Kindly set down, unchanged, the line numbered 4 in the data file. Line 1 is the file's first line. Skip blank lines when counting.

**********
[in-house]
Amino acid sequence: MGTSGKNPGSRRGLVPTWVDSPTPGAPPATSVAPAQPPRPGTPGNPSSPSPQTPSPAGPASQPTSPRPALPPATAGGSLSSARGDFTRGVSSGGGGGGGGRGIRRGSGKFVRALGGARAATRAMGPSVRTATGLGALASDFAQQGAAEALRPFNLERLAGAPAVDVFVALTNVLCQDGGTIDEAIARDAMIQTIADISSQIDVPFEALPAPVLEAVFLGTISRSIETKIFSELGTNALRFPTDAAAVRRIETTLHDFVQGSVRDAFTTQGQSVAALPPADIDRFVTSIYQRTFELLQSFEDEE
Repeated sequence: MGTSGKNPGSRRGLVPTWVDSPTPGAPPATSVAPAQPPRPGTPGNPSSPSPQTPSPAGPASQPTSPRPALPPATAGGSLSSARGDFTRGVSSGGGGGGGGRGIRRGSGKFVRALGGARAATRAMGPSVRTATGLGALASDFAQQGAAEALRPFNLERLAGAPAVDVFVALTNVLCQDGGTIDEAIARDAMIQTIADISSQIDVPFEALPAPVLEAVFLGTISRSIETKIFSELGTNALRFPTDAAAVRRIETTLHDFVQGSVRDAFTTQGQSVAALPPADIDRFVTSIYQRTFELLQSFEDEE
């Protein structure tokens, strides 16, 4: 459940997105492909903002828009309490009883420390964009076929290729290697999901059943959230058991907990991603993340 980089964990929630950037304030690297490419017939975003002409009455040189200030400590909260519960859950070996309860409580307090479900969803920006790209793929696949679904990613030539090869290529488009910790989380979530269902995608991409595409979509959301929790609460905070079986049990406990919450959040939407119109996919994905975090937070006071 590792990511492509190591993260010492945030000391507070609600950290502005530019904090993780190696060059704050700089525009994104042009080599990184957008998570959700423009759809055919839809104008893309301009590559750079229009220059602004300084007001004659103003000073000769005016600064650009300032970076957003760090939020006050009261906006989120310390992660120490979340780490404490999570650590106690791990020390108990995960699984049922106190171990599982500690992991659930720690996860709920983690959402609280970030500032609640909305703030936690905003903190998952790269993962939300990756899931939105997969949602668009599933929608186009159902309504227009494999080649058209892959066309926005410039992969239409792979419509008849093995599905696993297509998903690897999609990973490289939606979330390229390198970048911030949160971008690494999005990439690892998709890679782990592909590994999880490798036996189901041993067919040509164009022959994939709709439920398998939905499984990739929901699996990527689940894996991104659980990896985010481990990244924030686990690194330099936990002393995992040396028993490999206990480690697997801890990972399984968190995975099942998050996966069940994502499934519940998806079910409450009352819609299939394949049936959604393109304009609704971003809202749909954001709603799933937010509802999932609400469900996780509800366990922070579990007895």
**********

């Protein structure tokens, strides 16, 4: 459940997105492909903002828009309490009883420390964009076929290729290697999901059943959230058991907990991603993340 980089964990929630950037304030690297490419017939975003002409009455040189200030400590909260519960859950070996309860409580307090479900969803920006790209793929696949679904990613030539090869290529488009910790989380979530269902995608991409595409979509959301929790609460905070079986049990406990919450959040939407119109996919994905975090937070006071 590792990511492509190591993260010492945030000391507070609600950290502005530019904090993780190696060059704050700089525009994104042009080599990184957008998570959700423009759809055919839809104008893309301009590559750079229009220059602004300084007001004659103003000073000769005016600064650009300032970076957003760090939020006050009261906006989120310390992660120490979340780490404490999570650590106690791990020390108990995960699984049922106190171990599982500690992991659930720690996860709920983690959402609280970030500032609640909305703030936690905003903190998952790269993962939300990756899931939105997969949602668009599933929608186009159902309504227009494999080649058209892959066309926005410039992969239409792979419509008849093995599905696993297509998903690897999609990973490289939606979330390229390198970048911030949160971008690494999005990439690892998709890679782990592909590994999880490798036996189901041993067919040509164009022959994939709709439920398998939905499984990739929901699996990527689940894996991104659980990896985010481990990244924030686990690194330099936990002393995992040396028993490999206990480690697997801890990972399984968190995975099942998050996966069940994502499934519940998806079910409450009352819609299939394949049936959604393109304009609704971003809202749909954001709603799933937010509802999932609400469900996780509800366990922070579990007895």